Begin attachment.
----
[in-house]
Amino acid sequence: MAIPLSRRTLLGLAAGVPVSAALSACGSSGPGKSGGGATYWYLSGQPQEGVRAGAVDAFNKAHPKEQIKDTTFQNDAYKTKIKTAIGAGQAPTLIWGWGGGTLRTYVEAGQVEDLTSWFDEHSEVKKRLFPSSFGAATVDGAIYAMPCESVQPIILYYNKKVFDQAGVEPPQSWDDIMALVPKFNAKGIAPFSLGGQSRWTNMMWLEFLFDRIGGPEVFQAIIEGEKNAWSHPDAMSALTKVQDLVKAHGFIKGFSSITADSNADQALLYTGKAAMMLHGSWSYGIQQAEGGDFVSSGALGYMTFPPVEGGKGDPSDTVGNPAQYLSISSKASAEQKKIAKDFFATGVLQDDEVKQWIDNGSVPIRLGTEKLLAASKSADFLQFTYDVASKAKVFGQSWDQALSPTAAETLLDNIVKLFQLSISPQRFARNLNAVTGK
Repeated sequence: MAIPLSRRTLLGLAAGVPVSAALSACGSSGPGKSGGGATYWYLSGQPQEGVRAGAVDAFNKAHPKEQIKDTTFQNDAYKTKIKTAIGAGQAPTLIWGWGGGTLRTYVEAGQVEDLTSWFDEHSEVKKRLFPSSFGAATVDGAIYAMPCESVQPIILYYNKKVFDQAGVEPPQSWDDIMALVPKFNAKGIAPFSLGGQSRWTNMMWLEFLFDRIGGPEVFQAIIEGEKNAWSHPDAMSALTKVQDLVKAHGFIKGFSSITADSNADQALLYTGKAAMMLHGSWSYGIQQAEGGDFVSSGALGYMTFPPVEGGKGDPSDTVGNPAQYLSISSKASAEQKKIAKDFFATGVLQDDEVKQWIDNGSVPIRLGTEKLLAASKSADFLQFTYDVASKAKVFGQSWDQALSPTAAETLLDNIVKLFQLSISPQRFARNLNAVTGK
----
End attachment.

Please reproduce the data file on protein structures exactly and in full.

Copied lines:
[in-house]
Amino acid sequence: MAIPLSRRTLLGLAAGVPVSAALSACGSSGPGKSGGGATYWYLSGQPQEGVRAGAVDAFNKAHPKEQIKDTTFQNDAYKTKIKTAIGAGQAPTLIWGWGGGTLRTYVEAGQVEDLTSWFDEHSEVKKRLFPSSFGAATVDGAIYAMPCESVQPIILYYNKKVFDQAGVEPPQSWDDIMALVPKFNAKGIAPFSLGGQSRWTNMMWLEFLFDRIGGPEVFQAIIEGEKNAWSHPDAMSALTKVQDLVKAHGFIKGFSSITADSNADQALLYTGKAAMMLHGSWSYGIQQAEGGDFVSSGALGYMTFPPVEGGKGDPSDTVGNPAQYLSISSKASAEQKKIAKDFFATGVLQDDEVKQWIDNGSVPIRLGTEKLLAASKSADFLQFTYDVASKAKVFGQSWDQALSPTAAETLLDNIVKLFQLSISPQRFARNLNAVTGK
Repeated sequence: MAIPLSRRTLLGLAAGVPVSAALSACGSSGPGKSGGGATYWYLSGQPQEGVRAGAVDAFNKAHPKEQIKDTTFQNDAYKTKIKTAIGAGQAPTLIWGWGGGTLRTYVEAGQVEDLTSWFDEHSEVKKRLFPSSFGAATVDGAIYAMPCESVQPIILYYNKKVFDQAGVEPPQSWDDIMALVPKFNAKGIAPFSLGGQSRWTNMMWLEFLFDRIGGPEVFQAIIEGEKNAWSHPDAMSALTKVQDLVKAHGFIKGFSSITADSNADQALLYTGKAAMMLHGSWSYGIQQAEGGDFVSSGALGYMTFPPVEGGKGDPSDTVGNPAQYLSISSKASAEQKKIAKDFFATGVLQDDEVKQWIDNGSVPIRLGTEKLLAASKSADFLQFTYDVASKAKVFGQSWDQALSPTAAETLLDNIVKLFQLSISPQRFARNLNAVTGK